Having read Helen Keller’s autobiography, I can say that I marvel at how she was able to adapt to her limited senses, and slowly turn into a very successful person. It is a story of overcoming the toughest of odds put against her, and we all love stories like that. People were placed on her path who had helped guide her along to redemption and freedom from her sensory imprisonment. I can’t say that this story has affected me, but it has indeed presented a life to remember, and I will not forget it.
There are a few things that have been significant, in my eyes, to the assistance of her success. One of these would be her surprisingly progressive understanding of language, not just English, but many European languages. When she was a young girl, she didn’t even know how to say the word water, and yet twenty years later she could speak German, French, Greek, and Latin! How could that not boggle the mind? Even making the simple connection between an object and a word she had never heard, and yet remember it and be able to associate one with the other instantly. It is almost miraculous.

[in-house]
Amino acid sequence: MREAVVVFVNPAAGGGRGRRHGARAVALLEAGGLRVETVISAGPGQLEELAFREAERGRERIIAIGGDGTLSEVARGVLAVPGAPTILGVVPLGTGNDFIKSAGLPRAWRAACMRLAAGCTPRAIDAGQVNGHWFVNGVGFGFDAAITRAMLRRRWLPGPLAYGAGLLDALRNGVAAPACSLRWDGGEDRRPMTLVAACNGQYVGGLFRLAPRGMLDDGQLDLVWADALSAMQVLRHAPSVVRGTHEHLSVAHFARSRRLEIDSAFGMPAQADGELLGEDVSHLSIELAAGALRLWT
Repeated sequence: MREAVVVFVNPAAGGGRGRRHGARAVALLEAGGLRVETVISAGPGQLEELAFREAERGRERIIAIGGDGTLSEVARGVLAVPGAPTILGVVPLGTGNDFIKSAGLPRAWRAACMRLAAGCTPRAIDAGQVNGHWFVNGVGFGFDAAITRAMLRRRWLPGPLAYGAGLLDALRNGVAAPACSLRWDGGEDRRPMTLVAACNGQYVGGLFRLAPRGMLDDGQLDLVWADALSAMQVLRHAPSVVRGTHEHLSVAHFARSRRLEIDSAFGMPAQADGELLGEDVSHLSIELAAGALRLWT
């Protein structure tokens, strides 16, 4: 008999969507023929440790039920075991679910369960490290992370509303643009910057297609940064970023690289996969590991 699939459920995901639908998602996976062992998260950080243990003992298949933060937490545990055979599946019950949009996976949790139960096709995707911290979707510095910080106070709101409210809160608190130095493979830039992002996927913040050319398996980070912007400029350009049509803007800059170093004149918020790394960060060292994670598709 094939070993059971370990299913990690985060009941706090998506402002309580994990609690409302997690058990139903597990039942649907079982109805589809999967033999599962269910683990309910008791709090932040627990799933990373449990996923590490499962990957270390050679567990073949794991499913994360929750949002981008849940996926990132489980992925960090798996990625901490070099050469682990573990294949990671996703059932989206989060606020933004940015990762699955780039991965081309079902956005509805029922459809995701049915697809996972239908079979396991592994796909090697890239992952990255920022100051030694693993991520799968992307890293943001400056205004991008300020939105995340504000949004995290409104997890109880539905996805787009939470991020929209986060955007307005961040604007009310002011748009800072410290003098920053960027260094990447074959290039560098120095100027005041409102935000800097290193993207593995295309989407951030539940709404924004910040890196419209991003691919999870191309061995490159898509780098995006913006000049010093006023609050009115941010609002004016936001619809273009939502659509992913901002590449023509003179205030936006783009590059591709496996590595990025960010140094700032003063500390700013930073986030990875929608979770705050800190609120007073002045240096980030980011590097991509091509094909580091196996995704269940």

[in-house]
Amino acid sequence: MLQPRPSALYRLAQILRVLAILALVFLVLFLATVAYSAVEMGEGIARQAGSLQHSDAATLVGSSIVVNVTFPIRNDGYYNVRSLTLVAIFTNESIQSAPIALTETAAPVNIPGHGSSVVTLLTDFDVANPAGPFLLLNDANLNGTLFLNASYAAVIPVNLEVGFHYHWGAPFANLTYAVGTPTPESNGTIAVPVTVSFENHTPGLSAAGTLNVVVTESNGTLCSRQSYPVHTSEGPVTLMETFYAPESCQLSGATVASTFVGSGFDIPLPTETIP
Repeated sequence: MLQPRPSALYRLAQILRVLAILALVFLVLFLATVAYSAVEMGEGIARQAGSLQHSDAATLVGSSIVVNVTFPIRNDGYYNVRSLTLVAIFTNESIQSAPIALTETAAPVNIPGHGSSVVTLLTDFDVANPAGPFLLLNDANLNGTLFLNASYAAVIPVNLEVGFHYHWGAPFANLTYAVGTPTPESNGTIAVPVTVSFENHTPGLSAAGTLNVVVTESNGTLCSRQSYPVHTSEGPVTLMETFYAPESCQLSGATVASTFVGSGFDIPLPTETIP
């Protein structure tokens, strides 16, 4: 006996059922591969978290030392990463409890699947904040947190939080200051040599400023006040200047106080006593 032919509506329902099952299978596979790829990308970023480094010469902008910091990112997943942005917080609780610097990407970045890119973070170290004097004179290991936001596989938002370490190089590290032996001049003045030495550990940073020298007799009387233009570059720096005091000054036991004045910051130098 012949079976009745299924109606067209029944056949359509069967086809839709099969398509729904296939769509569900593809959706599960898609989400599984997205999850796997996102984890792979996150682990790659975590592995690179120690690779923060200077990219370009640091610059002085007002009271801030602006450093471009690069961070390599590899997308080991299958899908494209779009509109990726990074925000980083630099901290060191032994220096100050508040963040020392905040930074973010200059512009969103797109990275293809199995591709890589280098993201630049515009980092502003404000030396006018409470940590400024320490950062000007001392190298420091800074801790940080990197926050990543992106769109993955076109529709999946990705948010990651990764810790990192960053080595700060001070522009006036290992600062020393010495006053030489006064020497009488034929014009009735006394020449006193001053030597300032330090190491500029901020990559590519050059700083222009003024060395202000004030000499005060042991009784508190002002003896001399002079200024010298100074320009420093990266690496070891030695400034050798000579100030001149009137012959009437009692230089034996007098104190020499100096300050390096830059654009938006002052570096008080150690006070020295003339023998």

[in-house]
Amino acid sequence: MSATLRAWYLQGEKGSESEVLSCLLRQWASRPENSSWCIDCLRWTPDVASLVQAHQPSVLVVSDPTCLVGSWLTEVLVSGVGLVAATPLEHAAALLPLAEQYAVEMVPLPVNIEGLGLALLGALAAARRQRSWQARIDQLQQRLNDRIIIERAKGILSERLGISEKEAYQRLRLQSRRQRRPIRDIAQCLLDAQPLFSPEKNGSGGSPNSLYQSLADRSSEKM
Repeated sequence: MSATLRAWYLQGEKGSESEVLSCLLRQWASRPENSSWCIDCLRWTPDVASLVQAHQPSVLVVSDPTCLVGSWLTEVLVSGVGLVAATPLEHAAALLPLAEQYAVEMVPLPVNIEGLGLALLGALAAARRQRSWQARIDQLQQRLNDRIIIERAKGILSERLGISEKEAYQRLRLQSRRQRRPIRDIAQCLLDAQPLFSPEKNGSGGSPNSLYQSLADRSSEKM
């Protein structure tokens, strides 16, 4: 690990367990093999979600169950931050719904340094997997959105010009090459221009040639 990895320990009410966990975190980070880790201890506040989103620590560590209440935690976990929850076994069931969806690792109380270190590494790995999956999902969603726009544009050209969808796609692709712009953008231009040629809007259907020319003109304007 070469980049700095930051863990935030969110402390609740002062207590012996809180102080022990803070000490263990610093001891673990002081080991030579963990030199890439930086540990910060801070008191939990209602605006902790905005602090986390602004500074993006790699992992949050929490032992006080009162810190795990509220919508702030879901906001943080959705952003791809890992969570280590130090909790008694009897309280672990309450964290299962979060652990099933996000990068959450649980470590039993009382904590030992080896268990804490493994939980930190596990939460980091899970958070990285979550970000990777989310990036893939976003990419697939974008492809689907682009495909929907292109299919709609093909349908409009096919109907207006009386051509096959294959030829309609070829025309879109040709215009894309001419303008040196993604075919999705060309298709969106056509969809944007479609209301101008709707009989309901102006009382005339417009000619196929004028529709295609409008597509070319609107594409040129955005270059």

Not only could she do that, but she could read and write. Even though she could not read what she wrote, the simple fact that she knew what shape and direction to move her pen in order to make the word is pretty astounding. If we were to close our eyes and try to write the word “impressive” we probably wouldn’t be able to keep it on the same line. But she could do that. Alongside that was her ability to read, not in words, but in braille. She did at first used raised print, but she quickly switched to braille, since it had been invented a few years earlier. Had she not been born when she had, she wouldn’t have been able to read since the technology wouldn’t have been present.
One of the last things about her that astound me is that even though she was disabled the way she was, she was much more advanced in knowledge compared to average people of her time. One of the things that contributed to this was, in fact, books and reading. She read so many novels and history books that she knew more than people twice, even thrice her age. She even went to college after graduating high school with flying colors. She even had her own political view point on war and industry.
I can say that Helen Keller was an unusually amazing person. Her ability to go above and beyond, despite her physical limitations attempting to slow her down, is simply aw inspiring. Even the vocabulary used in the book I read shows that she was a powerful writer, and that she had indeed conquered her strife. She continues to be a sign that no matter what is holding us back, we can accomplish amazing things. I encourage you to read her story too.